As in the housing market, securitization of student loans led to more aggressive underwriting for borrowers who could not possibly afford the debt they took on, according to a government report.
The 131-page report was formally released by the Education Department and the Consumer Financial Protection Bureau on Friday. It provides new estimates for total outstanding student loan debt: more than $1 trillion in 2011, composed of $864 billion in federal government loans and $150 billion in private student loan debt.
Cumulative defaults on private student loans exceeded $8 billion, a sum from over 850,000 distinct loans.
That total has risen in the last decade as lenders bypassed college financial aid offices and marketed loans directly to students. Students often signed on without realizing the difference between private and government loans or that government loans usually offered better terms, the report says.
Private student loans, for example, usually charge higher interest rates and are harder to discharge in bankruptcy.
In addition, many lenders lowered their underwriting standards so that they could originate and then sell off more loans, even if the loans were based on terms the borrowers could not possibly fulfill. Defaults became even more inevitable after the recession slashed graduates’ job possibilities.
“Subprime-style lending went to college and now students are paying the price,” the education secretary, Arne Duncan, said. “We still have some work to do to ensure that students who take out private student loans have the same kinds of protections offered by federal loans. In the meantime, if you have to take out a loan to pay for college, federal student aid should be your first option.”
In a conference call with reporters on Thursday, Mr. Duncan and Richard Cordray, the director of the Consumer Financial Protection Bureau, described ways in which private lenders might have misled borrowers or failed to be entirely transparent about their borrowing terms.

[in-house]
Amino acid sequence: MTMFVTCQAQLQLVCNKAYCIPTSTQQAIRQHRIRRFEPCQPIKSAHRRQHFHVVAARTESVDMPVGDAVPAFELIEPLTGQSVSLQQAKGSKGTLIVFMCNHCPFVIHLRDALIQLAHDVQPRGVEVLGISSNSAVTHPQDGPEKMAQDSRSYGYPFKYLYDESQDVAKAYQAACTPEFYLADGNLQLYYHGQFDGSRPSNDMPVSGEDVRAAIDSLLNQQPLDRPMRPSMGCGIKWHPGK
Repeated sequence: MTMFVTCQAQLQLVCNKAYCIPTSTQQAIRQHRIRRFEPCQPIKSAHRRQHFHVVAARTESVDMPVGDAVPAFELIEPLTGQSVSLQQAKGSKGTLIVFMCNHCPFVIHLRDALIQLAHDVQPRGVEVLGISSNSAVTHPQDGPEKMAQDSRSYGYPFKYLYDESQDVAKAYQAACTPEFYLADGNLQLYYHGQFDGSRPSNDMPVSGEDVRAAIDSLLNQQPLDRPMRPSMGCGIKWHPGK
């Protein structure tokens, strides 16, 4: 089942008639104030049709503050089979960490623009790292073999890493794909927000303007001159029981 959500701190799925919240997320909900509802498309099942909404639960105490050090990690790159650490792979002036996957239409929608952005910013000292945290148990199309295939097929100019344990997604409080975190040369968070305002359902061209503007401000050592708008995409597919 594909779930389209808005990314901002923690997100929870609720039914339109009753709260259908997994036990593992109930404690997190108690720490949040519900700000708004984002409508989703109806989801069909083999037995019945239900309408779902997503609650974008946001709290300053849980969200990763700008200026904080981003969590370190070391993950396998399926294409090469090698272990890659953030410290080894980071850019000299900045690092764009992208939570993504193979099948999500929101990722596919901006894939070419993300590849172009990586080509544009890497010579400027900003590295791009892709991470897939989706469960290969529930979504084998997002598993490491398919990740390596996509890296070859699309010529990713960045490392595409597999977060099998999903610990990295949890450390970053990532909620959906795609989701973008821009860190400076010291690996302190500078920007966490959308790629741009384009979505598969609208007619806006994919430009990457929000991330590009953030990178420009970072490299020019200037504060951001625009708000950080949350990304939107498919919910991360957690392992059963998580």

The government officials said they are not currently pursuing action against lenders for these past lending practices, but are monitoring the market now under authority granted by the Dodd-Frank financial regulation legislation. They have also urged Congress to reconsider the treatment of private loans in bankruptcies and to require more disclosure in the loan application process.
Private lenders have already tightened their credit standards after the torrent of defaults in several ways, like requiring student loans to be co-signed. In 2008, 67 percent of private student loans were co-signed; as of 2011, more than 90 percent were.
Mr. Duncan also offered a checklist of tasks that students should complete to make more conscientious decisions about financing college.
These include applying to more than one school and filling out a financial aid form for each school. The vast majority of students who fill out federal student financial aid forms do so for only one school, he said, and so do not have an opportunity to compare the value they could get from different schools.